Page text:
From farm to fork and everywhere in between, the world’s food supply relies on tightly orchestrated logistics to ensure a vast amount of perishable goods reach a growing global population with minimal spoilage and maximum freshness. And, in a world that is increasingly concerned about the effects of carbon emissions, logisticians find themselves balancing a fine line between sustaining human lives and showing stakeholders they are doing the job as sustainably as possible.
It’s especially challenging in the cold chain, where refrigerated containers require constant energy and more fuel to keep products within a specific temperature range to reduce spoilage. Because reefer containers need to be plugged in aboard vessels, it adds an extra layer of complexity to carbon emissions reporting and requires advanced modeling to further optimize locations and lanes.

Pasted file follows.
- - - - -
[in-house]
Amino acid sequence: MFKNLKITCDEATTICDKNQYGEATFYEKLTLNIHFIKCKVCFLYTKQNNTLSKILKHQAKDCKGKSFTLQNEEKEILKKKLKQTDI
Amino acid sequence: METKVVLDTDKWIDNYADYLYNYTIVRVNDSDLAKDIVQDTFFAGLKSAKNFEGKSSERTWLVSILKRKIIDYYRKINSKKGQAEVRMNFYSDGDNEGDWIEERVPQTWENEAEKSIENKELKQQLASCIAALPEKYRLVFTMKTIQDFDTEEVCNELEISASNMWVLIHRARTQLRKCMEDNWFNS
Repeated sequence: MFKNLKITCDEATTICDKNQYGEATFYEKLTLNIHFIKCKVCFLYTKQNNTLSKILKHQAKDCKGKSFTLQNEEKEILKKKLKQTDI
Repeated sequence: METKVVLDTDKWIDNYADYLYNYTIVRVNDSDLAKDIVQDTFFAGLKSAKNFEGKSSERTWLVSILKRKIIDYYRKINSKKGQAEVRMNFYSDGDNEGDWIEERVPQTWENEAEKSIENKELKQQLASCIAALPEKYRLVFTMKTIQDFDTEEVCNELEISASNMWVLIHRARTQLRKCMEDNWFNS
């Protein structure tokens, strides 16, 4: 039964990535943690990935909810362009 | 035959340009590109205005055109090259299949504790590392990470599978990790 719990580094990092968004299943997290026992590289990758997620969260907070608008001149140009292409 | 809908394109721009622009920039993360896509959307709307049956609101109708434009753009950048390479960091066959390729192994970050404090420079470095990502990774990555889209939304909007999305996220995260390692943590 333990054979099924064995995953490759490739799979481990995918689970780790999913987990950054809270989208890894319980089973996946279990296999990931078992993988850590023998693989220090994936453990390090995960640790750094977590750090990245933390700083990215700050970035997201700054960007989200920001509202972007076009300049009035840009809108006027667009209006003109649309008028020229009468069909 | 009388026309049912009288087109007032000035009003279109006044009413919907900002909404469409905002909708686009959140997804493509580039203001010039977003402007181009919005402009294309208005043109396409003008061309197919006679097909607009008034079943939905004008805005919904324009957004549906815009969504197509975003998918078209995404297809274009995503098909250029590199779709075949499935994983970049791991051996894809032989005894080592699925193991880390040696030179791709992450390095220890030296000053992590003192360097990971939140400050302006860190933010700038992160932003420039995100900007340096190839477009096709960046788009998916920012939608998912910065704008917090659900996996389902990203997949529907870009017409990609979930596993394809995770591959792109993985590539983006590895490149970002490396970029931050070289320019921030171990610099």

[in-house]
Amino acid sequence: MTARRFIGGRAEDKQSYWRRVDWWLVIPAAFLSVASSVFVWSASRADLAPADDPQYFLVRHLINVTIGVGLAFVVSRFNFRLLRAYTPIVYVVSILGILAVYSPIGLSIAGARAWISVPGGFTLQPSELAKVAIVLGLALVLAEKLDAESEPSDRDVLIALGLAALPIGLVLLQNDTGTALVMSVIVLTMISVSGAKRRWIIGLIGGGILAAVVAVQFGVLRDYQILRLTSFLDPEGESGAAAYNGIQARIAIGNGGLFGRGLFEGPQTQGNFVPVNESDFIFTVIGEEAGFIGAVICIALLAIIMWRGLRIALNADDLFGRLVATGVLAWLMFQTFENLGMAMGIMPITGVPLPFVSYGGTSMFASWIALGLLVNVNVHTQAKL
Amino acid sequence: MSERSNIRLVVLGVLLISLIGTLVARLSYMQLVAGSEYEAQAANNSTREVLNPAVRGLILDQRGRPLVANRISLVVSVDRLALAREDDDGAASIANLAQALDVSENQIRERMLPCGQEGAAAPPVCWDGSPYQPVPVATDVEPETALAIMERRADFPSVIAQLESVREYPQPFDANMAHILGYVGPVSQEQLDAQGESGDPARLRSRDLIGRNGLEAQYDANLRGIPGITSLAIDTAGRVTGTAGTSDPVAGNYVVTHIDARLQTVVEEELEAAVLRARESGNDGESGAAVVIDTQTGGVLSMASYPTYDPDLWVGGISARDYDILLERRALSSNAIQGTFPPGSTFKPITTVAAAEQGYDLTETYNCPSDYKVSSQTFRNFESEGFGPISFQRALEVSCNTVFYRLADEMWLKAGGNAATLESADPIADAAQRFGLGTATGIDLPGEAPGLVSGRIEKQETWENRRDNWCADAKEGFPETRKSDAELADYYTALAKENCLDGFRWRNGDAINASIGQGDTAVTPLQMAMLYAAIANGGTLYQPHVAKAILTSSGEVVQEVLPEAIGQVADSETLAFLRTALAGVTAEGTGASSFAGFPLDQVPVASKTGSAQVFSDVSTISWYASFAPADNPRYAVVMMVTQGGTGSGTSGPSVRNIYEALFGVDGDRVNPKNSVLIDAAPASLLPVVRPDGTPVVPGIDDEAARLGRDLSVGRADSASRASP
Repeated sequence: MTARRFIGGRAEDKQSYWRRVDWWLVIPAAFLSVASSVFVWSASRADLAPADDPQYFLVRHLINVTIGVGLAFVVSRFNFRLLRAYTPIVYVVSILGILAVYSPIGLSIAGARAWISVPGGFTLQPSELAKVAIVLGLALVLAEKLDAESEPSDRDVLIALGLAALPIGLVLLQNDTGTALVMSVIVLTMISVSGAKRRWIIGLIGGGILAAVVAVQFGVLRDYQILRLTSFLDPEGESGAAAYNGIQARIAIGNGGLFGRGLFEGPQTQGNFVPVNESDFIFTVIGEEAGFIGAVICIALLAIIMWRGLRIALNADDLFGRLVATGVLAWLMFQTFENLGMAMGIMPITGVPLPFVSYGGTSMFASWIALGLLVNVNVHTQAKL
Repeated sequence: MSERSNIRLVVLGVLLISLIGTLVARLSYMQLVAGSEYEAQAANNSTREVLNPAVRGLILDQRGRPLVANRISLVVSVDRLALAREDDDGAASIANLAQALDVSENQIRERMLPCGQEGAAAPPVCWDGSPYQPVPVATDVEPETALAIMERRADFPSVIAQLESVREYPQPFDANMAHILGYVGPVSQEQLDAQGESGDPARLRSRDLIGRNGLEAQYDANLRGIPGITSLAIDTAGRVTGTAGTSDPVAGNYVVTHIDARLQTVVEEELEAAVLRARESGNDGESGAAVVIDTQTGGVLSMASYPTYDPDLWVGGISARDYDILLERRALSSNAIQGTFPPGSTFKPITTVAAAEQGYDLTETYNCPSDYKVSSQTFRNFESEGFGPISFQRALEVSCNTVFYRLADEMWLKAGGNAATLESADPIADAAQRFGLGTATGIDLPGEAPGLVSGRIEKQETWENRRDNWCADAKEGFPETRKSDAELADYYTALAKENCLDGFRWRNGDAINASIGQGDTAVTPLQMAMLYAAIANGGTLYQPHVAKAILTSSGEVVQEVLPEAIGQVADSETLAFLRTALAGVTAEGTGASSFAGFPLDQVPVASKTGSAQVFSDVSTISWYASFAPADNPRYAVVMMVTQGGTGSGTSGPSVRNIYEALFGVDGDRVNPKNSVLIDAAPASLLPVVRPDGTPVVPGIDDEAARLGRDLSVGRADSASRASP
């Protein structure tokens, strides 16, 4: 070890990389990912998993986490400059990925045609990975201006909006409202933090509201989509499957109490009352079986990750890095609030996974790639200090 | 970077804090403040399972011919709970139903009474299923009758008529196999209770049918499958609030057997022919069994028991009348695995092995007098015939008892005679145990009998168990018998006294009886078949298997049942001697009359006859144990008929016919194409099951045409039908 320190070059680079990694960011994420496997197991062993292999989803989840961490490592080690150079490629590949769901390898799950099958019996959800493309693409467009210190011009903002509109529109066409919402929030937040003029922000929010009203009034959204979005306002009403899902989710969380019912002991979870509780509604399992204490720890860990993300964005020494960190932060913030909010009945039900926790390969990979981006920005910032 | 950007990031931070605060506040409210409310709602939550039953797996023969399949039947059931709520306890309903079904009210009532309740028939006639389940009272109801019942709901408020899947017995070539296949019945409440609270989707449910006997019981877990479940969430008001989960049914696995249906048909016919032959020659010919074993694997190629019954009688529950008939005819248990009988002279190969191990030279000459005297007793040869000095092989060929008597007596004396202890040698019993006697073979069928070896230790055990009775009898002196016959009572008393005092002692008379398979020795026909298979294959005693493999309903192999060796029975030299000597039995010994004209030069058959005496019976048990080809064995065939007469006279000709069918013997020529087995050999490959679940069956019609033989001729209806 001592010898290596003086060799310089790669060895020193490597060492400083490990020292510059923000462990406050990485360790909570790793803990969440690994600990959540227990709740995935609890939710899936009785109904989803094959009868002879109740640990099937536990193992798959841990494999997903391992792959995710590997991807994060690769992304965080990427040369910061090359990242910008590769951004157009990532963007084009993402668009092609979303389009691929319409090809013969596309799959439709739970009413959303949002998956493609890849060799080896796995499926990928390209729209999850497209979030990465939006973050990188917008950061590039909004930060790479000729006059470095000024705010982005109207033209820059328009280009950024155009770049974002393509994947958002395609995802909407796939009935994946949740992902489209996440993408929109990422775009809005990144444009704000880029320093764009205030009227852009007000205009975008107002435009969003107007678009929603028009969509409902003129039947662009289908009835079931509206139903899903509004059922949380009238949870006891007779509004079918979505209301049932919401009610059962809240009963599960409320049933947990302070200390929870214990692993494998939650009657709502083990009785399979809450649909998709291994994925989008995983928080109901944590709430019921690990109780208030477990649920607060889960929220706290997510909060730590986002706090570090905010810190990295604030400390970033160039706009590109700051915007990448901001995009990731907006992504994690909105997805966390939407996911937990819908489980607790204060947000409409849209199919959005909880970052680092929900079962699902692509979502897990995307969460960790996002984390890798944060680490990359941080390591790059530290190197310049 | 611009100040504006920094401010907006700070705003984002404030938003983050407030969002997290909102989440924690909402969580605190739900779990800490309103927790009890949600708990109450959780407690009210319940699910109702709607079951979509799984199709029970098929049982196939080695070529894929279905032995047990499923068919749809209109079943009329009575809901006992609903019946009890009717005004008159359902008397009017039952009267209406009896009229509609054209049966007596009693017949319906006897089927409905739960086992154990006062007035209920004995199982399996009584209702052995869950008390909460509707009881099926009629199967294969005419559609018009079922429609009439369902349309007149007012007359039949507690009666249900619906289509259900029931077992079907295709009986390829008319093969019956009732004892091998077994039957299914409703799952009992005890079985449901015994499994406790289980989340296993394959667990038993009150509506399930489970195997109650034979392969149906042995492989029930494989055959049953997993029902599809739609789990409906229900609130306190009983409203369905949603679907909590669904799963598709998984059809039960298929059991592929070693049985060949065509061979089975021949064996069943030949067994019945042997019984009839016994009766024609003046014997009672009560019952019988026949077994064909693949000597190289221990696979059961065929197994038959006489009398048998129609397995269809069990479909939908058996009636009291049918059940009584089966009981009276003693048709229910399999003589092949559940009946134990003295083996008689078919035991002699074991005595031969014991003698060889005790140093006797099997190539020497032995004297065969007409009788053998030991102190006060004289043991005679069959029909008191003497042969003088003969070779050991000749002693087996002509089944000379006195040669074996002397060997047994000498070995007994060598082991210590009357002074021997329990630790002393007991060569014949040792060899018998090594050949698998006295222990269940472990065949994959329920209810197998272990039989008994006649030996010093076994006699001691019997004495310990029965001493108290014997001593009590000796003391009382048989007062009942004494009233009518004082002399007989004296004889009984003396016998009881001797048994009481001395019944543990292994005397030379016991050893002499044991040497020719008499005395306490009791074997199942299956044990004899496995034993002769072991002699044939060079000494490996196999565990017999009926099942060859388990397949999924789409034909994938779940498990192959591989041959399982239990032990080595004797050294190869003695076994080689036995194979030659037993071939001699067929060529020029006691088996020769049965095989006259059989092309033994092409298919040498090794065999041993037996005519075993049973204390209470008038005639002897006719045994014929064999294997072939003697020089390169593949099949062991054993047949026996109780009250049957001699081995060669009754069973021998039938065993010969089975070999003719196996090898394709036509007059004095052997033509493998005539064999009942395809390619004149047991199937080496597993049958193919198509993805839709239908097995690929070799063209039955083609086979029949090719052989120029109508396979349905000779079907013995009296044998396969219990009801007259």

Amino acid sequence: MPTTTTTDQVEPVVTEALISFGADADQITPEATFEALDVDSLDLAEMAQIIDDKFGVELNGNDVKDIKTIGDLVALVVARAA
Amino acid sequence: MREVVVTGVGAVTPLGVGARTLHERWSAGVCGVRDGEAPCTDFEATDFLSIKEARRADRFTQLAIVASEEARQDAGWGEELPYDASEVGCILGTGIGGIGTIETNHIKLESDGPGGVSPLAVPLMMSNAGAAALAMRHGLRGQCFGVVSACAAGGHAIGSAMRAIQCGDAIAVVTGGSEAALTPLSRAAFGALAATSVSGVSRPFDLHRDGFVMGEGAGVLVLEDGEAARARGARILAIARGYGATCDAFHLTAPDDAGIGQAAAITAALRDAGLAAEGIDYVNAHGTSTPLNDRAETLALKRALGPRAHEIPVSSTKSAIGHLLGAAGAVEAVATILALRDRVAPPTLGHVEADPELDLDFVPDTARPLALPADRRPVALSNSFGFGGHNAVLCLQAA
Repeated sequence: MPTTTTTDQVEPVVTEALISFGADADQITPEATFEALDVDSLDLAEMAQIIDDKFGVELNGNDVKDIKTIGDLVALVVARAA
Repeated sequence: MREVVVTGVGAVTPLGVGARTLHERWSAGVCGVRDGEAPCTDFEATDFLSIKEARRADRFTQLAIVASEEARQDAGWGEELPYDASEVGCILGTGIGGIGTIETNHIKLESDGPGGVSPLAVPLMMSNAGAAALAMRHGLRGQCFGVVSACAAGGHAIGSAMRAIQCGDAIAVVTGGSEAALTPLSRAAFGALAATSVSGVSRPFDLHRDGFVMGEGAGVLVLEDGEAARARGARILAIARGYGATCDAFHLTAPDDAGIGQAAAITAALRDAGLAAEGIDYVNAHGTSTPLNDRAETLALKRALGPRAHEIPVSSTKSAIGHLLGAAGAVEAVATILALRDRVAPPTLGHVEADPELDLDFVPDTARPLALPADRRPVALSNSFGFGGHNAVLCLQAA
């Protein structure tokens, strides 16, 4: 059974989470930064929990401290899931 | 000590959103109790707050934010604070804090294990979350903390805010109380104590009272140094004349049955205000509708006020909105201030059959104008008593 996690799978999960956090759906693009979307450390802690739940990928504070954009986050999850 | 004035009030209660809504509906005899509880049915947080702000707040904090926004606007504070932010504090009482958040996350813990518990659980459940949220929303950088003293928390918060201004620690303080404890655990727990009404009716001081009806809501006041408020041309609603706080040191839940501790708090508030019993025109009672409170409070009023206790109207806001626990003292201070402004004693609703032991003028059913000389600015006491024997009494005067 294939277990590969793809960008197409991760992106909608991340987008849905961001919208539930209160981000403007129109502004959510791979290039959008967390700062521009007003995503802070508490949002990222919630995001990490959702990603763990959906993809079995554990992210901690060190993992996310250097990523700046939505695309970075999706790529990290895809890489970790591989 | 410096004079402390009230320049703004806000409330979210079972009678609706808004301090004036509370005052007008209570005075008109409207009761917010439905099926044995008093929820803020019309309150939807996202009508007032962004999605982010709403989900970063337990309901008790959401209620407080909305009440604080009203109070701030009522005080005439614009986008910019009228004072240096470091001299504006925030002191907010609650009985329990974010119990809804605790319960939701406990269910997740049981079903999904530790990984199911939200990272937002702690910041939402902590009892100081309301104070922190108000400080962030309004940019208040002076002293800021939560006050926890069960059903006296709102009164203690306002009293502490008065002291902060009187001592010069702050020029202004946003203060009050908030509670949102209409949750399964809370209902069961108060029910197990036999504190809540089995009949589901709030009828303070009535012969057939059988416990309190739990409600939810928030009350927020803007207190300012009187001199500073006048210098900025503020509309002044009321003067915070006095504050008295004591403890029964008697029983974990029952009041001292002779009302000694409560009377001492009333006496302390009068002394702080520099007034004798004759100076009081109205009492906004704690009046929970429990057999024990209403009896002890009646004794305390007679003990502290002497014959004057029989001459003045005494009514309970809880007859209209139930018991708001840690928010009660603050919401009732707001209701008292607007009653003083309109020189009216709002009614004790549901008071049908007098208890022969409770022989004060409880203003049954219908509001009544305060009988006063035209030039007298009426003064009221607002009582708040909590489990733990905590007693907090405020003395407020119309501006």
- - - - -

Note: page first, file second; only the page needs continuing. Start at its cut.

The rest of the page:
From shippers’ corporate sustainability goals and the IMO 2020 rules aimed at reducing ocean vessel emissions, to institutional investors’ environmental social governance (ESG) initiatives and the Paris Agreement, the past decade has seen a significant shift toward the promotion of sustainable business practices. But, when it comes to turning words into actions, the first few steps are often the hardest.
Especially when heightened demand for imports means more goods are traveling more miles on more ships and planes. In a world where 90% of the world’s freight travels by ocean, shipping emissions actually grew in 2020 — a year where new regulations were meant to start bringing those numbers down...
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